[Date Prev][Date Next][Thread Prev][Thread Next][Date Index][Thread Index]
I haven't been closely following the sage cum priest discussion but let
tme just throw in my two cents for what they're worth.
Let's not forget that Ezekiel and JEremiah were at the same time priests
and prophets. SInce it was the sages who inherited the role of the
prophets (mikkan wa'elak hat ozneka ushma' divrey hakamim describes the
status of sages after silliq hannevu'ah) then a combination of sage and
priest would be the later version of priest cum prophet.
As for minhat erev in Daniel, I have always concsidered it to refer to
the time when the evening sacrifice would have been offered in
Jerusalem. NOnetheless, it could have refered to a parallel service
performed in the Diaspora. There were temples in the diaspora as the
Elephantine papyri so eloquently attest. As for the babylonian diaspora
I should refer you to Moshe Greenberg's article on Ezekiel 20 and the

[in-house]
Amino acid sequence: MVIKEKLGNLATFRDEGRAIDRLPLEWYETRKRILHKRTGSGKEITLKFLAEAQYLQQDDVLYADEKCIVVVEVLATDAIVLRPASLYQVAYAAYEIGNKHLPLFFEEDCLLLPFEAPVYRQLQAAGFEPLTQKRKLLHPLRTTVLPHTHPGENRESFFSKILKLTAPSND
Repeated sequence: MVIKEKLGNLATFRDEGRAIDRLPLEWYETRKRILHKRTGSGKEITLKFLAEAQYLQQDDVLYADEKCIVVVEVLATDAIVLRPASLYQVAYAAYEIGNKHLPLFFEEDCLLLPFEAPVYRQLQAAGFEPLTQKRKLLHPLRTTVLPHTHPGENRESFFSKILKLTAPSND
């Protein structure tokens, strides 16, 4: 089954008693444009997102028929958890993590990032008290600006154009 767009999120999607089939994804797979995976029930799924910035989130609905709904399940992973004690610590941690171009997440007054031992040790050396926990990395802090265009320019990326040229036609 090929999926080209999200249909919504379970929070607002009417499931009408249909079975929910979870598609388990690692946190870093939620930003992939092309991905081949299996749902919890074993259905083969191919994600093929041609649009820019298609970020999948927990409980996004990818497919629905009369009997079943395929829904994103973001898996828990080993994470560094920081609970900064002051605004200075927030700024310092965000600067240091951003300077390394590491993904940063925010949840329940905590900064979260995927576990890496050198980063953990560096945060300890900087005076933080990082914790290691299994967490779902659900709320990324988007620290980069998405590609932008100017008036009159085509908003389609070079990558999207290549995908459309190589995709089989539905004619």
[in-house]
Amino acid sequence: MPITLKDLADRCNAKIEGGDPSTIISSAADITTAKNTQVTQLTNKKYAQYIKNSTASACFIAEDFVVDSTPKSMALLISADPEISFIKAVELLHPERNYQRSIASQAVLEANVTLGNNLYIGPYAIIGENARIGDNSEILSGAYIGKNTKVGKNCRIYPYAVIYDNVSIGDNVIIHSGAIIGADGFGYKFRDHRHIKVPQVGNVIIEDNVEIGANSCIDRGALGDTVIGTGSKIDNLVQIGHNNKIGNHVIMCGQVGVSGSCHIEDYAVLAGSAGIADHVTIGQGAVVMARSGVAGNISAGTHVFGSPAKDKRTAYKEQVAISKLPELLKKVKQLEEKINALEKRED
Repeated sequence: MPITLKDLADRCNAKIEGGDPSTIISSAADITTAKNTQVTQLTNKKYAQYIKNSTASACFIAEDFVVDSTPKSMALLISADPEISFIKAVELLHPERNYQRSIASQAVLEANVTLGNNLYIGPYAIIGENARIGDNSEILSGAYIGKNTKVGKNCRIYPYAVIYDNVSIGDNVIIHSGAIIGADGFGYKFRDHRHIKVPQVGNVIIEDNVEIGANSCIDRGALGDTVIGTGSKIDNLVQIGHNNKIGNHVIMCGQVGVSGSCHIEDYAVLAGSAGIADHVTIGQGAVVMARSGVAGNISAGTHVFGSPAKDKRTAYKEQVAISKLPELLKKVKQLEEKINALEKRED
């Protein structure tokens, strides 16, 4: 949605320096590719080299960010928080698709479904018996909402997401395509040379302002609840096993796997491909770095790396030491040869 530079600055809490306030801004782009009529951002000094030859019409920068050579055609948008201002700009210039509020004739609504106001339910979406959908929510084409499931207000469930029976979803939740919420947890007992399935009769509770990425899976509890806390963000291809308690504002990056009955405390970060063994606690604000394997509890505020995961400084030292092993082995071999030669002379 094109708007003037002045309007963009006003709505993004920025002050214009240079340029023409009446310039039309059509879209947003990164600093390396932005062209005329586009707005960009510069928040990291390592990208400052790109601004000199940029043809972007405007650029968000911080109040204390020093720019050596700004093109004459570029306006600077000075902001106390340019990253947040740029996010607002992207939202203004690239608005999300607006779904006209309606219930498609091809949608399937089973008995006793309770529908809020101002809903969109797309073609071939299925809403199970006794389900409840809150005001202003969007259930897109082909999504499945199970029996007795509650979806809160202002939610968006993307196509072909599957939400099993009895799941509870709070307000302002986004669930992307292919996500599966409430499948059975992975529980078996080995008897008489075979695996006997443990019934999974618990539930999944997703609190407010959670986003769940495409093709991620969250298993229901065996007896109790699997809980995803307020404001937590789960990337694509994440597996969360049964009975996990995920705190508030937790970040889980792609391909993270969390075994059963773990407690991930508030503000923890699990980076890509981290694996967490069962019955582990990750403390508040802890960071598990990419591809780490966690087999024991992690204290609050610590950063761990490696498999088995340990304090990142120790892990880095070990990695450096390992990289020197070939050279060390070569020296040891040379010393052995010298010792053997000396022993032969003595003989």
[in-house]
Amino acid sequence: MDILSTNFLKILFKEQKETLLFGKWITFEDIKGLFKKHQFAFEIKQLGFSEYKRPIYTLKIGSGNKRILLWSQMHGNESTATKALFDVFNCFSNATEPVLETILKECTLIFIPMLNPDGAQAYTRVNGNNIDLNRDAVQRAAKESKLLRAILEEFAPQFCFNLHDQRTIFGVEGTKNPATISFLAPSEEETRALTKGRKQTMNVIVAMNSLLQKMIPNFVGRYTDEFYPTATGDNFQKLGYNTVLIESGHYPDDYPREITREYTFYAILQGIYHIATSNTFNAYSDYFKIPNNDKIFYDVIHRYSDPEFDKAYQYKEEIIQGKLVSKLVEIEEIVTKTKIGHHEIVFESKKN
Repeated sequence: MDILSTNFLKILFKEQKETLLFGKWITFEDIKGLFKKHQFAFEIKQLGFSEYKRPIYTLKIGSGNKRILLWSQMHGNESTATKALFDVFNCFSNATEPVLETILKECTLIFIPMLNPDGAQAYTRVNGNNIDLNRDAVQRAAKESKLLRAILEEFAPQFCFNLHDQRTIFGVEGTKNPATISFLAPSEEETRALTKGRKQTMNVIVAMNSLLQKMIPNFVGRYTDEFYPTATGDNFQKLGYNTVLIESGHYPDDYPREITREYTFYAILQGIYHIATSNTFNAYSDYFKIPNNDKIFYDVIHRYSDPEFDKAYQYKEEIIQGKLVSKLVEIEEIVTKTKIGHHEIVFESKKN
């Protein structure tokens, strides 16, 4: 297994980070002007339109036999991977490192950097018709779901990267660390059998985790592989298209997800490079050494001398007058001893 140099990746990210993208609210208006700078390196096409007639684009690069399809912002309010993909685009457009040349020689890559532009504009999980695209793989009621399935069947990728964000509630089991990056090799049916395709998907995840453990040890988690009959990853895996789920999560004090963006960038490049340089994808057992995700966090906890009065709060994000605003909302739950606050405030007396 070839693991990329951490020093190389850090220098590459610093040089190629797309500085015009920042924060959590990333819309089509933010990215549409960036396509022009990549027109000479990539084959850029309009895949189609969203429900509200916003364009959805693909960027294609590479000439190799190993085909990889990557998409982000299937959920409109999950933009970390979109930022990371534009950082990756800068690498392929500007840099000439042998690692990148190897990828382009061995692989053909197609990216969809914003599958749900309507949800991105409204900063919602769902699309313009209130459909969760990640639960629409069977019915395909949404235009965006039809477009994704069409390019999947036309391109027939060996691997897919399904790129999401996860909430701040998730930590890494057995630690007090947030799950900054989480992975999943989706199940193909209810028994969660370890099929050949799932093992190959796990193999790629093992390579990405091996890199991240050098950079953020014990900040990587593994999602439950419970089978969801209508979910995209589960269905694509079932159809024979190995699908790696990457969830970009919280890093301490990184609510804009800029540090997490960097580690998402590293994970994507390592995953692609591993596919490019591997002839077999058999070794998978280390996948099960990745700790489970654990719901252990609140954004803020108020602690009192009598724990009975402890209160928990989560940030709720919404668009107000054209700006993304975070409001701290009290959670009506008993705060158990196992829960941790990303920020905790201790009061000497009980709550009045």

spiritual diaspora. The exiles did ask Ezekiel for permission to build a
t emple in Exile. Evne though permission was not granted then, perhaps
after the passing or retirement of Ben-Buzi a different policy was adapted.
Also, there is evidence from Malachi that incense and probably vegetable
offerings were offered throughout the world. Moshe Weinfeld once dealt
with this topic. I don't recall in which volume of the Israeli SOciety
of Biblical Studies Festschriften his article appeared, but i cite it in
my response about incense in the BAT 2 volume. I believe that Goodenough
also has some information about vegetable offerings and incense in teh
diaspora. FInally, I once heard the recitation of pittum haqetoret at
the end of morning services, and not during the qorbanot of birkot
hashashaher, as a reflex of the practice to offer incense in synagogues.
Anyway, check all these things out before deciding definitely that the
Daniel reference had to be to the jEursalem temple.
Victor Avigdor Hurowitz
Dept. of Bible and ANE
Ben-Gurion University of the Negev
Beer Sheva, ISRAEL